News & Politics

Secrets of the Fed’s $7.8 TRILLION Bank Bailout Revealed


It’s been three years since the the cataclysmic financial crisis that nearly destroyed the global economy, and three years since the government offered up $700 billion in public money to prop up the banks that caused the crisis in the first place.

Those loans, offered up through the Treasury’s TARP program, have now all been paid back with interest, and as far as the banks are concerned, everything’s back to normal. It wasn’t such a big deal anyway! They didn’t even want to take that money! And they sure as hell don’t think any further government regulation is necessary.

Those efforts to obscure just how desperately fucked the financial industry was in 2008 were set back a bit yesterday by a barn-burner of a story by Bloomberg News’ Bob Ivry, Bradley Keoun and Phil Kuntz.

As the story makes clear, the TARP bailout, which provoked the ire of lefties and nascent Tea-Partiers alike, was just the tip of the iceberg. Less well understood was the role of the Federal Reserve in propping up crippled banks. That’s because even though the Fed’s board is appointed by the government and the banks were receiving a staggeringly large subsidy through the Fed’s below-market-rate loans, the details of this other massive bailout were kept completely secret — not just from the public, but from elected representatives charged with oversight of the financial industry.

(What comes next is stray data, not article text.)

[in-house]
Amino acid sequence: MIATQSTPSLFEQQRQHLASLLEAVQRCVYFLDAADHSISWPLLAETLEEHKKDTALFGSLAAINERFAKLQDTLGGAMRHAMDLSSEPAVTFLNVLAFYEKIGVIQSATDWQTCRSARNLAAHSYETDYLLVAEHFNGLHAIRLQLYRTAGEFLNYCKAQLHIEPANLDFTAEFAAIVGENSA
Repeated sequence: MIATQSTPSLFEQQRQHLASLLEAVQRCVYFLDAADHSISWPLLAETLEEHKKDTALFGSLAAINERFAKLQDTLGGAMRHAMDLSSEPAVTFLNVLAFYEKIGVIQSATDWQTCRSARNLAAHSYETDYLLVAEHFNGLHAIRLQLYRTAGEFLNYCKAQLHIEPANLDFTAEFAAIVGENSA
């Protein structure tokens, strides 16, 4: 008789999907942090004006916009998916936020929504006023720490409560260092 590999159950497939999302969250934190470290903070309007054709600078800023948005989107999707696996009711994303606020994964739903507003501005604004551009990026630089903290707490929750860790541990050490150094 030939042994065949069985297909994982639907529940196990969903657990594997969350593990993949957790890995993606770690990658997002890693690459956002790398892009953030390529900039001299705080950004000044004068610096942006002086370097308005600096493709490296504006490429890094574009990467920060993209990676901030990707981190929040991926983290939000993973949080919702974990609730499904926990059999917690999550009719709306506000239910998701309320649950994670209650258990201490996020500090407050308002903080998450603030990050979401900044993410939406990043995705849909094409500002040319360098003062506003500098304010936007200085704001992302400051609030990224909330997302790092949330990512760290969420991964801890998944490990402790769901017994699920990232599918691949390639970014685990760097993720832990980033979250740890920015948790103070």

It took more than two years, Freedom of Information Act requests, and a lawsuit, but the Bloomberg team finally managed to reconstruct just how much banks relied on the Fed’s support, and the answer is: a lot. Specifically, “the Fed had committed $7.77 trillion as of March 2009 to rescuing the financial system, more than half the value of everything produced in the U.S. that year.”

The Bloomberg report notes that while almost all of the loans have been repaid, banks actually made $13 billion off the Fed loans. More importantly, according to the article, “details suggest taxpayers paid a price beyond dollars as the secret funding helped preserve a broken status quo and enabled the biggest banks to grow even bigger.”

It’s definitely worth reading the whole story.



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